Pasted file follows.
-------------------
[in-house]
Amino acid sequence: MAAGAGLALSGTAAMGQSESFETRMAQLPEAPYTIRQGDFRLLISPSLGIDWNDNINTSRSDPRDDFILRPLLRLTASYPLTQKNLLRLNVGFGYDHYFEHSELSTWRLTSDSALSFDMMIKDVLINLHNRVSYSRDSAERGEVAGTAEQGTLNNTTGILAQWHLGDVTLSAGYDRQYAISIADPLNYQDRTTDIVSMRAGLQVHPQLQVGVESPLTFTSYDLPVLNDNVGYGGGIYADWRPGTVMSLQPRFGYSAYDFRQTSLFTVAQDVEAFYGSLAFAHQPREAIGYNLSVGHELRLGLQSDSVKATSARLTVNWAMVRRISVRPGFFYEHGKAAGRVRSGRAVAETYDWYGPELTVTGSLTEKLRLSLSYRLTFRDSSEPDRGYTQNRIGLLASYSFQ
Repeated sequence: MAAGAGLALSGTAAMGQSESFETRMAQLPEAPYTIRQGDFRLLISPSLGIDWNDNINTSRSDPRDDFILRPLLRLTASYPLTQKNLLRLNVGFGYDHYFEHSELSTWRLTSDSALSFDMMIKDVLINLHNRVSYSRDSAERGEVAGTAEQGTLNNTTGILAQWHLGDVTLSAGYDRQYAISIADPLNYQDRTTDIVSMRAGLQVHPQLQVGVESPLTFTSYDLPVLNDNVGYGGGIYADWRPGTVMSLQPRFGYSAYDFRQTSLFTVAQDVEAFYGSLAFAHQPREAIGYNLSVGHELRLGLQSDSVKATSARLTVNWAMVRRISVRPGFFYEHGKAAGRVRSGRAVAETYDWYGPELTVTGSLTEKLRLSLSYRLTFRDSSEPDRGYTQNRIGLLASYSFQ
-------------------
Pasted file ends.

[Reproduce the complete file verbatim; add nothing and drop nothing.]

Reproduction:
[in-house]
Amino acid sequence: MAAGAGLALSGTAAMGQSESFETRMAQLPEAPYTIRQGDFRLLISPSLGIDWNDNINTSRSDPRDDFILRPLLRLTASYPLTQKNLLRLNVGFGYDHYFEHSELSTWRLTSDSALSFDMMIKDVLINLHNRVSYSRDSAERGEVAGTAEQGTLNNTTGILAQWHLGDVTLSAGYDRQYAISIADPLNYQDRTTDIVSMRAGLQVHPQLQVGVESPLTFTSYDLPVLNDNVGYGGGIYADWRPGTVMSLQPRFGYSAYDFRQTSLFTVAQDVEAFYGSLAFAHQPREAIGYNLSVGHELRLGLQSDSVKATSARLTVNWAMVRRISVRPGFFYEHGKAAGRVRSGRAVAETYDWYGPELTVTGSLTEKLRLSLSYRLTFRDSSEPDRGYTQNRIGLLASYSFQ
Repeated sequence: MAAGAGLALSGTAAMGQSESFETRMAQLPEAPYTIRQGDFRLLISPSLGIDWNDNINTSRSDPRDDFILRPLLRLTASYPLTQKNLLRLNVGFGYDHYFEHSELSTWRLTSDSALSFDMMIKDVLINLHNRVSYSRDSAERGEVAGTAEQGTLNNTTGILAQWHLGDVTLSAGYDRQYAISIADPLNYQDRTTDIVSMRAGLQVHPQLQVGVESPLTFTSYDLPVLNDNVGYGGGIYADWRPGTVMSLQPRFGYSAYDFRQTSLFTVAQDVEAFYGSLAFAHQPREAIGYNLSVGHELRLGLQSDSVKATSARLTVNWAMVRRISVRPGFFYEHGKAAGRVRSGRAVAETYDWYGPELTVTGSLTEKLRLSLSYRLTFRDSSEPDRGYTQNRIGLLASYSFQ